ON-Lion Letter
Most Americans likely know very little about their state's constitution, yet these documents have significant effects on our day-to-day lives.  State constitutions often contain provisions that pressure states to spend more or that require them to limit spending. 

A late-August paper from the Mercatus Center at George Mason University in Arlington, Va., "State Constitutions and Fiscal Policy," helps policymakers understand how state constitutions impose both fiscal pressures and fiscal restraints on state governments.  Its author, David M. Primo, argues that important policy debates should be conducted through the legislative process rather than through constitutional tinkering, and that constitutions should instead provide overarching fiscal limits on the scope of government.

Primo is a senior affiliated scholar at the Mercatus Center.  He is an associate professor of political science and business administration at the University of Rochester.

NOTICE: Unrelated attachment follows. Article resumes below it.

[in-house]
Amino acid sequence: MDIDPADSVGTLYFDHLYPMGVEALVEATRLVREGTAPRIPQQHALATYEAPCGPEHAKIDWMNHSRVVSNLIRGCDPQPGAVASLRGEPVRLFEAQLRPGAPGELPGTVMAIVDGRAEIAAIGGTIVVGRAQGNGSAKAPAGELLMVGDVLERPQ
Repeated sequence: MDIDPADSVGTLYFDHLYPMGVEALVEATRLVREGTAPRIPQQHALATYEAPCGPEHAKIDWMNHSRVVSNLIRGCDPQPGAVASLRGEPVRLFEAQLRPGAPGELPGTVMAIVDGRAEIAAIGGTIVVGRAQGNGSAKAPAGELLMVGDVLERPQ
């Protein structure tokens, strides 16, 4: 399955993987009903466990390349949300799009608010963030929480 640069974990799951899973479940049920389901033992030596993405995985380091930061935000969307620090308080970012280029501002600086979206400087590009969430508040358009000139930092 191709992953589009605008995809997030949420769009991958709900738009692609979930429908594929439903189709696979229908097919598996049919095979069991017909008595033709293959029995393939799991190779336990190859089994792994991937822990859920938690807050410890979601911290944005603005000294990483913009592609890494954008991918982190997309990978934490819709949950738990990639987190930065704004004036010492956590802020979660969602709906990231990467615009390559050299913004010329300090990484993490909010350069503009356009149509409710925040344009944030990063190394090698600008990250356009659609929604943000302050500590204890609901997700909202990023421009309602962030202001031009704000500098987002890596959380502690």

"Constitutions are not a cure-all for fiscal ailments in the states," he concludes in the paper.  "At best, they can provide the foundation for fiscal health, leaving policy decisions to elected officials.  At worst, they limit flexibility, impose fiscal pressures, and favor funding for some policy areas over others.

"[S]pending priorities should be determined by legislatures, not imposed by judges or constitutions," he concludes in the paper, and "ensuring a fiscally sustainable government is an important way in which constitutions can allow legislatures, governors, and voters to determine spending and taxing priorities."

The Lynde and Harry Bradley Foundation in Milwaukee substantially supports the Mercatus Center.
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